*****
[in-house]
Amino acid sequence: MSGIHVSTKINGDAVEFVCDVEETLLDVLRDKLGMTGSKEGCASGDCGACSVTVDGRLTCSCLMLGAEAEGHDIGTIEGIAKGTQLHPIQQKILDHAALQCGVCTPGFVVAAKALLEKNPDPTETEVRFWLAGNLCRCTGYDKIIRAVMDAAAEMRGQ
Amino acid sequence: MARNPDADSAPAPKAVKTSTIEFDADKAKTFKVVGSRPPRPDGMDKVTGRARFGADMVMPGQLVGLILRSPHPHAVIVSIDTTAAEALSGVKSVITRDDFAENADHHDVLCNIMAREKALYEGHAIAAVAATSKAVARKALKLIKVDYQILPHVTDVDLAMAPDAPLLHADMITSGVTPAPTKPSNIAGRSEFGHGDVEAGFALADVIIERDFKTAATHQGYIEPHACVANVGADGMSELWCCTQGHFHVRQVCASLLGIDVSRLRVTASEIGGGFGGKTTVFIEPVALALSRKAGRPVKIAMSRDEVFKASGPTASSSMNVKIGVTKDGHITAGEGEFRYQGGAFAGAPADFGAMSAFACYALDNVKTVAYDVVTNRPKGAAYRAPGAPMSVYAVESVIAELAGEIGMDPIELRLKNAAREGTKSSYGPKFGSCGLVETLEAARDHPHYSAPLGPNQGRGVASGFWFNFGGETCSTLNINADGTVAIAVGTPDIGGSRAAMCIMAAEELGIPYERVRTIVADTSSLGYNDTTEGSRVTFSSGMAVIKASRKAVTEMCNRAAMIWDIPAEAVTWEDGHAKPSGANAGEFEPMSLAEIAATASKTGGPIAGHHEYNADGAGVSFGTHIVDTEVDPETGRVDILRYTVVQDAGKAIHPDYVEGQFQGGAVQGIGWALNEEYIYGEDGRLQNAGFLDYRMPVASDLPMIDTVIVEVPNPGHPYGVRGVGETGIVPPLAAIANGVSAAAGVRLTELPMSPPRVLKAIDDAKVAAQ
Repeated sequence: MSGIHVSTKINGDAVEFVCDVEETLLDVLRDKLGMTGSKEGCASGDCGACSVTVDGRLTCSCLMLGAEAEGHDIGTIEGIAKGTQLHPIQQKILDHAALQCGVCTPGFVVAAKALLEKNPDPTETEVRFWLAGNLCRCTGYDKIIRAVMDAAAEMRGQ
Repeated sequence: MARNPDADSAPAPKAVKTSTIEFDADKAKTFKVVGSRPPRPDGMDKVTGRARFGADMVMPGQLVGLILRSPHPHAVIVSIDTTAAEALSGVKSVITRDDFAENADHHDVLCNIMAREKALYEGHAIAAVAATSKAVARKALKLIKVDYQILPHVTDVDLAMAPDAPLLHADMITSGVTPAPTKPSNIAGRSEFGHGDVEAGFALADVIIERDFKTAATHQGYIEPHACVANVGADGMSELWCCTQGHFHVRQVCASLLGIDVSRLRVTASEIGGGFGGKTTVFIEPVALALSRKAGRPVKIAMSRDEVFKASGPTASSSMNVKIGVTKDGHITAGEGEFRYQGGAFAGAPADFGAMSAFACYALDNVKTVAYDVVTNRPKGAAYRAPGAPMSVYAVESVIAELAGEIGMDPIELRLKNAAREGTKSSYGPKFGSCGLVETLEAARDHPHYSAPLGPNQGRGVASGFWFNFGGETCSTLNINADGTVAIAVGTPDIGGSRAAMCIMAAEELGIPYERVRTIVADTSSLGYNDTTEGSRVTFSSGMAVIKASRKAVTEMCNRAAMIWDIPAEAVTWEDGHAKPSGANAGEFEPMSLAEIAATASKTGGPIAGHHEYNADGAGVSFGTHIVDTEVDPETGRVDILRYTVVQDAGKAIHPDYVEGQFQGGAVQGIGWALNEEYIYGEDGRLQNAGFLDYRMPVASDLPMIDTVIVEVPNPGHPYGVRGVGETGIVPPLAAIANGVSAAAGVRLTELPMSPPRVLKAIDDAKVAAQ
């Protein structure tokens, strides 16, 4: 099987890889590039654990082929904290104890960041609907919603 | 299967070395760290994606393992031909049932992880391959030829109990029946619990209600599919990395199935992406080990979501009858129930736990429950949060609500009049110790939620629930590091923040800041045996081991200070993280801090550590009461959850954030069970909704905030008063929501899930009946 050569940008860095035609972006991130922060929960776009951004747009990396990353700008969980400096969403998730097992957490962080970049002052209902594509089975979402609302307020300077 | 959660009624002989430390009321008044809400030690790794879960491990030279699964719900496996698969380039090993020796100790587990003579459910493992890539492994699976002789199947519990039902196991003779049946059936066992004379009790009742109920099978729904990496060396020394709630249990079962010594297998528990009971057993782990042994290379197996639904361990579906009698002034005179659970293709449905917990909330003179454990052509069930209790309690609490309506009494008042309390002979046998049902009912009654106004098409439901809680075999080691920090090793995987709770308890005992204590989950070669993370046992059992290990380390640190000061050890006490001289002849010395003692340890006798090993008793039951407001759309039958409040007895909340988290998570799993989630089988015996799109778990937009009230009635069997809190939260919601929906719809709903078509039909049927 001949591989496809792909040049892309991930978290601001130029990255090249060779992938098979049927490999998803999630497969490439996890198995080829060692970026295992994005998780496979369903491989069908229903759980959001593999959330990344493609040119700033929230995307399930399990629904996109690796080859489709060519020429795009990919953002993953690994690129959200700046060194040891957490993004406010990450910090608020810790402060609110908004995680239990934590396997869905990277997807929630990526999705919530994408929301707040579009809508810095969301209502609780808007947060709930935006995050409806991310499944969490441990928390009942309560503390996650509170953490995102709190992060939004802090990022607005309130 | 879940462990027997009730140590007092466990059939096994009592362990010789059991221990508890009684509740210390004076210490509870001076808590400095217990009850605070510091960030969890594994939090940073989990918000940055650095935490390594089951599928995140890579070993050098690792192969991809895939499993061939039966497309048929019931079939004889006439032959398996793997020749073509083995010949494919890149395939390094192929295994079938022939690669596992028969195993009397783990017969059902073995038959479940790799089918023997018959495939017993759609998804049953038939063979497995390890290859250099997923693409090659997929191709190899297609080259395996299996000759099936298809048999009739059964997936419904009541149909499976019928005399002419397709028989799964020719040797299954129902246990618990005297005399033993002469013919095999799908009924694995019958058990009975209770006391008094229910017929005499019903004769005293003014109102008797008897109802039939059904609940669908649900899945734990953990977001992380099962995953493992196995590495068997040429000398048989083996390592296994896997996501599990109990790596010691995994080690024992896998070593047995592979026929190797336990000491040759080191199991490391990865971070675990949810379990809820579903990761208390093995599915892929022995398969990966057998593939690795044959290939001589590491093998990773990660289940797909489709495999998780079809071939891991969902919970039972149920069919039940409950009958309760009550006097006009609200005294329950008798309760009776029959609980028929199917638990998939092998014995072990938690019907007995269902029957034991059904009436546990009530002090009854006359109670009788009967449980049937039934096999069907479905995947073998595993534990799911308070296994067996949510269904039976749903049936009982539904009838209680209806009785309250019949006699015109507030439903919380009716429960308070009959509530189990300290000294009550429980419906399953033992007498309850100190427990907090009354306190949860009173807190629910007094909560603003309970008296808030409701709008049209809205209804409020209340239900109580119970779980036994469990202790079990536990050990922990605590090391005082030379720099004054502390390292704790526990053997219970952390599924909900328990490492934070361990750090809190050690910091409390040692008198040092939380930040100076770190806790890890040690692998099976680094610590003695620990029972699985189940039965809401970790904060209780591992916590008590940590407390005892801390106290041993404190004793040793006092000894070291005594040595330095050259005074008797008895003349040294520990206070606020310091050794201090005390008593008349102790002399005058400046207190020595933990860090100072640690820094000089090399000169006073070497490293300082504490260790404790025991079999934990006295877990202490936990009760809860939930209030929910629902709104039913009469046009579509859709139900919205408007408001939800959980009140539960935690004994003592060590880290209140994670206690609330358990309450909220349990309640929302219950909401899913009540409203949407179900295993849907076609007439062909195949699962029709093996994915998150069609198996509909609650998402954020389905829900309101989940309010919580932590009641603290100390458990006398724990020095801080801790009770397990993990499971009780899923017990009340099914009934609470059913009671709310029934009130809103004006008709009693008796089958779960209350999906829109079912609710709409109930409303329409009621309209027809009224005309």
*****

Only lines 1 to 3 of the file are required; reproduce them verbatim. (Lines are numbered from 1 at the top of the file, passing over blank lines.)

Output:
[in-house]
Amino acid sequence: MSGIHVSTKINGDAVEFVCDVEETLLDVLRDKLGMTGSKEGCASGDCGACSVTVDGRLTCSCLMLGAEAEGHDIGTIEGIAKGTQLHPIQQKILDHAALQCGVCTPGFVVAAKALLEKNPDPTETEVRFWLAGNLCRCTGYDKIIRAVMDAAAEMRGQ
Amino acid sequence: MARNPDADSAPAPKAVKTSTIEFDADKAKTFKVVGSRPPRPDGMDKVTGRARFGADMVMPGQLVGLILRSPHPHAVIVSIDTTAAEALSGVKSVITRDDFAENADHHDVLCNIMAREKALYEGHAIAAVAATSKAVARKALKLIKVDYQILPHVTDVDLAMAPDAPLLHADMITSGVTPAPTKPSNIAGRSEFGHGDVEAGFALADVIIERDFKTAATHQGYIEPHACVANVGADGMSELWCCTQGHFHVRQVCASLLGIDVSRLRVTASEIGGGFGGKTTVFIEPVALALSRKAGRPVKIAMSRDEVFKASGPTASSSMNVKIGVTKDGHITAGEGEFRYQGGAFAGAPADFGAMSAFACYALDNVKTVAYDVVTNRPKGAAYRAPGAPMSVYAVESVIAELAGEIGMDPIELRLKNAAREGTKSSYGPKFGSCGLVETLEAARDHPHYSAPLGPNQGRGVASGFWFNFGGETCSTLNINADGTVAIAVGTPDIGGSRAAMCIMAAEELGIPYERVRTIVADTSSLGYNDTTEGSRVTFSSGMAVIKASRKAVTEMCNRAAMIWDIPAEAVTWEDGHAKPSGANAGEFEPMSLAEIAATASKTGGPIAGHHEYNADGAGVSFGTHIVDTEVDPETGRVDILRYTVVQDAGKAIHPDYVEGQFQGGAVQGIGWALNEEYIYGEDGRLQNAGFLDYRMPVASDLPMIDTVIVEVPNPGHPYGVRGVGETGIVPPLAAIANGVSAAAGVRLTELPMSPPRVLKAIDDAKVAAQ